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The Sea Wolf 133

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Martin Eden

The Pickwick Papers

The Sea Wolf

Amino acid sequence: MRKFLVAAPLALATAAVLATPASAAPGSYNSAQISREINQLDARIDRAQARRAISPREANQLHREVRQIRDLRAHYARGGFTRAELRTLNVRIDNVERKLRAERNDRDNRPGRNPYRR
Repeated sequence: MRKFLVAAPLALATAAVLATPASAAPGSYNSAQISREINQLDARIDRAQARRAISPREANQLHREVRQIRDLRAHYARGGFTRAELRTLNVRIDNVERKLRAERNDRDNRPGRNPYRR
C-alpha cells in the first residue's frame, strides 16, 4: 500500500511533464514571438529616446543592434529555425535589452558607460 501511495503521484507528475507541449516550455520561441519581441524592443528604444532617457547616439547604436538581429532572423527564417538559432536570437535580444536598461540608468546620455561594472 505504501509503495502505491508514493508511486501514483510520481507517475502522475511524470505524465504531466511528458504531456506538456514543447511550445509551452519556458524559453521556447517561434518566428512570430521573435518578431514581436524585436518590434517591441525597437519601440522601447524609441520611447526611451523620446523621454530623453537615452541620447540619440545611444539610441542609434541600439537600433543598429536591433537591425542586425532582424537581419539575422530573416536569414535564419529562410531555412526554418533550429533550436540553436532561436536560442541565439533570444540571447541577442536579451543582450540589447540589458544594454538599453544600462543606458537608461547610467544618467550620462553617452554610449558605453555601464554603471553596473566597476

did not have to wait long, and the problem solved itself. In the morning, after several trials, I found the point of balance in the foremast and attached my hoisting tackle a few feet above it. Maud held the turn on the windlass and coiled down while I heaved. Had the windlass been in order it would not have been so difficult; as it was, I was compelled to apply all my weight and strength to every inch of the heaving. I had to rest frequently. In truth, my spells of resting were longer than those of working. Maud even contrived, at times when all my efforts could not budge the windlass, to hold the turn with one hand and with the other to throw the weight of her slim body to my assistance. At the end of an hour the single and double blocks came together at the top of the shears. I could hoist no more. And yet the mast was not swung entirely inboard. The butt rested against the outside of the port rail, while the top of the mast overhung the water far beyond the starboard rail. My shears were too short. All my work had been for nothing. But I no longer despaired in the old way. I was acquiring more confidence in myself and more confidence in the possibilities of windlasses, shears, and hoisting tackles. There was a way in which it could be done, and it remained for me to find that way. While I was considering the problem, Wolf Larsen came on deck. We noticed something strange about him at once. The indecisiveness, or feebleness, of his movements was more pronounced. His walk was actually tottery as he came down the port side of the cabin. At the break of the poop he reeled, raised one hand to his eyes with the familiar brushing gesture, and fell down the steps--still on his feet--to the main deck, across which he staggered, falling and flinging out his arms for support. He regained his balance by the steerage companion-way and stood there dizzily for a space, when he suddenly crumpled up and collapsed, his legs bending under him as he sank to the deck. "One of his attacks," I whispered to Maud. She nodded her head; and I could see sympathy warm in eyes. We went up to him, but he seemed unconscious, breathing spasmodically. She took charge of him, lifting his head to keep the blood out of it and despatching me to the cabin for a pillow. I also brought blankets, and we made him comfortable. I took his pulse. It beat steadily and strong, and was quite normal. This puzzled me. I became suspicious. "What if he should be feigning this?" I asked, still holding his wrist. Maud shook her head, and there was reproof in her eyes. But just then the wrist I held leaped from my hand, and the hand clasped like a steel trap about my wrist. I cried aloud in awful fear, a wild inarticulate cry; and I caught one glimpse of his face, malignant and triumphant, as his other hand compassed my body and I was drawn down to him in a terrible grip. My wrist was released, but his other arm, passed around my back, held both my arms so that I could not move. His free hand went to my throat, and in that moment I knew the bitterest foretaste of death earned by ones own idiocy. Why had I trusted myself within reach of those terrible arms? I could feel other hands at my throat. They were Mauds hands, striving vainly to tear loose the hand that was throttling me. She gave it up, and I heard her scream in a way that cut me to the soul, for it was a womans scream of fear and heart-breaking despair. I had heard it before, during the sinking of the Martinez. My face was against his chest and I could not see, but I heard Maud turn and run swiftly away along the deck. Everything was happening quickly. I had not yet had a glimmering of unconsciousness, and it seemed that an interminable period of time was lapsing before I heard her feet flying back. And just then I felt the whole man sink under me. The breath was leaving his lungs and his chest was collapsing

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